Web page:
EMBARGOED FOR RELEASE: 11 A.M. (ET), WEDNESDAY, DECEMBER 14, 2016
Media Advisory: To contact Mohammed Al-Omran, M.D., M.Sc., F.R.C.S.C., email Leslie Shepherd at ShepherdL@smh.ca.
Related material: Also available at the For the Media website, the commentary “Preventing General Surgery Residency Attrition – It Is All About the Mentoring,” by Julie A. Freischlag, M.D., and Michelle M. Silva, B.A., of the University of California Davis, Sacramento.
To place an electronic embedded link to this study in your story: This link will be live at the embargo time: http://jamanetwork.com/journals/jamasurgery/fullarticle/10.1001/jamasurg.2016.4086
An analysis of more than 20 studies finds that the overall rate of attrition among general surgery residents was 18 percent and that the most common causes of attrition was uncontrollable lifestyle and choosing to join another specialty, according to a study published online by JAMA Surgery.
Despite the introduction of national regulations on resident duty hour restrictions in 2003, resident attrition remains a significant issue, particularly in general surgery training programs; however, there are wide discrepancies in the prevalence and causes of attrition reported among surgical residents in previous studies. Mohammed Al-Omran, M.D., M.Sc., F.R.C.S.C., of St. Michael’s Hospital, Toronto, and colleagues conducted a review and meta-analysis to determine the estimate of attrition prevalence among general surgery residents. The researchers identified 22 studies that met criteria for inclusion in the analysis.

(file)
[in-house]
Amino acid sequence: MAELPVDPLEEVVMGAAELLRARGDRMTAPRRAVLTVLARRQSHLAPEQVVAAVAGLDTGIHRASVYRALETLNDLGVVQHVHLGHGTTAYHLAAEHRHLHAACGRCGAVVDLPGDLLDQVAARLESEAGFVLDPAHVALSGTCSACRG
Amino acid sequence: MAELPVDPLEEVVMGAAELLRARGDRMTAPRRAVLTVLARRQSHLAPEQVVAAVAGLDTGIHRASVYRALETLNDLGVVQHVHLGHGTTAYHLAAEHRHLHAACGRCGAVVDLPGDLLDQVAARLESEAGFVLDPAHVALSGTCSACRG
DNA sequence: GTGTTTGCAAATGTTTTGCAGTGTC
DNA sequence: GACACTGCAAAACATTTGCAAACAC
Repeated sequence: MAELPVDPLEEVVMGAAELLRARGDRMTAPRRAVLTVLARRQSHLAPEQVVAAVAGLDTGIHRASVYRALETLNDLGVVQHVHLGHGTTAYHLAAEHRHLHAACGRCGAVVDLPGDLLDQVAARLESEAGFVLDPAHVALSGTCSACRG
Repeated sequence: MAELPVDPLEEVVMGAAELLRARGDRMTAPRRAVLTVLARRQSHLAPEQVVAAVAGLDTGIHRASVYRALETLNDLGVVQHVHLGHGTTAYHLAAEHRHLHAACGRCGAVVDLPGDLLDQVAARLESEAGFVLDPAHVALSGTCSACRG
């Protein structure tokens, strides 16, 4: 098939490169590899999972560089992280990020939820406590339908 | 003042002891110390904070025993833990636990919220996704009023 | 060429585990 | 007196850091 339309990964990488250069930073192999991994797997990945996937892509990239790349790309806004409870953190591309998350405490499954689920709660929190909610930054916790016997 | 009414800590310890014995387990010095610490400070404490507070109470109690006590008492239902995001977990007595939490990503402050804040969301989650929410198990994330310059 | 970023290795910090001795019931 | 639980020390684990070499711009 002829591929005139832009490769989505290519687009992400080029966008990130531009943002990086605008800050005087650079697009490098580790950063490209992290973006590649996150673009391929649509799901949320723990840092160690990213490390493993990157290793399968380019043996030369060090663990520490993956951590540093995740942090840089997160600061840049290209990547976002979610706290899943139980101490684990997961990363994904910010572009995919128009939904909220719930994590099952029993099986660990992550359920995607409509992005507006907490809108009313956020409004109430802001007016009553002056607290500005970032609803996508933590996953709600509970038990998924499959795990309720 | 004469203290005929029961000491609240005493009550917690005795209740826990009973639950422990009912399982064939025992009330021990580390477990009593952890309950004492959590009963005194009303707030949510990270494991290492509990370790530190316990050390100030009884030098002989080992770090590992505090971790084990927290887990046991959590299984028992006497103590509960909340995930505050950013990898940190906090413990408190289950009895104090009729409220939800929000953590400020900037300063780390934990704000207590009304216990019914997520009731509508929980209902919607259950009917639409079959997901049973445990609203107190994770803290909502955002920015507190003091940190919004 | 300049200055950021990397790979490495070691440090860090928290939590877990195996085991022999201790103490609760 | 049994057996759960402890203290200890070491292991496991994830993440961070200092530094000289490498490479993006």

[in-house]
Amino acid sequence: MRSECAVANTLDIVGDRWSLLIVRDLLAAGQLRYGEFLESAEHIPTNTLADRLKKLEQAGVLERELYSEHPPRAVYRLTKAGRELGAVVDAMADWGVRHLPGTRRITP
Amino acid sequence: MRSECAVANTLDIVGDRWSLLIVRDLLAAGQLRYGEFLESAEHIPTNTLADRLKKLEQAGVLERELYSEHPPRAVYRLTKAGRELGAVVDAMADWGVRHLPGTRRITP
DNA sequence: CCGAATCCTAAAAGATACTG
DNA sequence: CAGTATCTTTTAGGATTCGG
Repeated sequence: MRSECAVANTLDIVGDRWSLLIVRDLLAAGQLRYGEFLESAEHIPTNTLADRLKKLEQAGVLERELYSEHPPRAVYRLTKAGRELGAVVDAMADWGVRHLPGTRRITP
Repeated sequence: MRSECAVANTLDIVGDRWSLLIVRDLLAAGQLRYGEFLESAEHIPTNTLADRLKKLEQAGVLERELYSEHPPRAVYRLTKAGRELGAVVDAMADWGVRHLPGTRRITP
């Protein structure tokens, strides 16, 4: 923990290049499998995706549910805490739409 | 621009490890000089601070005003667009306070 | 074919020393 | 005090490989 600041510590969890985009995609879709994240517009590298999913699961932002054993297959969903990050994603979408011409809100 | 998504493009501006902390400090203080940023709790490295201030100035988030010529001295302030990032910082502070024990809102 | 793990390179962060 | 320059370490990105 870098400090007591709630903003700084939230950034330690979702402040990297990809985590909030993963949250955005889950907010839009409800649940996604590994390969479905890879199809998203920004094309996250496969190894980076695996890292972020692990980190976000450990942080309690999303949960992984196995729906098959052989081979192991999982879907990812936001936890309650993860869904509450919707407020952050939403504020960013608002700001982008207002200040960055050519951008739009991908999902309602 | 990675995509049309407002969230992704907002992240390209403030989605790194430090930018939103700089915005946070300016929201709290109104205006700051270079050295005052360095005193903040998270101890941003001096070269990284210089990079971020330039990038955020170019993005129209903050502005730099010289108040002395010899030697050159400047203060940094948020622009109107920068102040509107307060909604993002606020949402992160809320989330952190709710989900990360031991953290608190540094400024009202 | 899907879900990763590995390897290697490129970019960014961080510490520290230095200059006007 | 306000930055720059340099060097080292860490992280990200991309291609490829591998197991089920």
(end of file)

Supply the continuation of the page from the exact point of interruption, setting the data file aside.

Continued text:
The studies reported on residents (n = 19,821) from general surgery programs. The pooled estimate for the overall attrition prevalence among general surgery residents was 18 percent, with significant between-study variation. Attrition was significantly higher among female compared with male (25 percent vs 15 percent) general surgery residents, and most residents left after their first postgraduate year (48 percent). Departing residents often relocated to another general surgery program (20 percent) or switched to anesthesia (13 percent) and other specialties. The most common reported causes of attrition were uncontrollable lifestyle (range, 12 percent-88 percent) and transferring to another specialty (range, 19 percent-39 percent).
“Future studies should focus on developing interventions to limit resident attrition,” the authors conclude.
(JAMA Surgery. Published online December 14, 2016.doi:10.1001/jamasurg.2016.4086. This study is available pre-embargo at the For The Media website.)
Editor’s Note: Please see the article for additional information, including other authors, author contributions and affiliations, financial disclosures, funding and support, etc.
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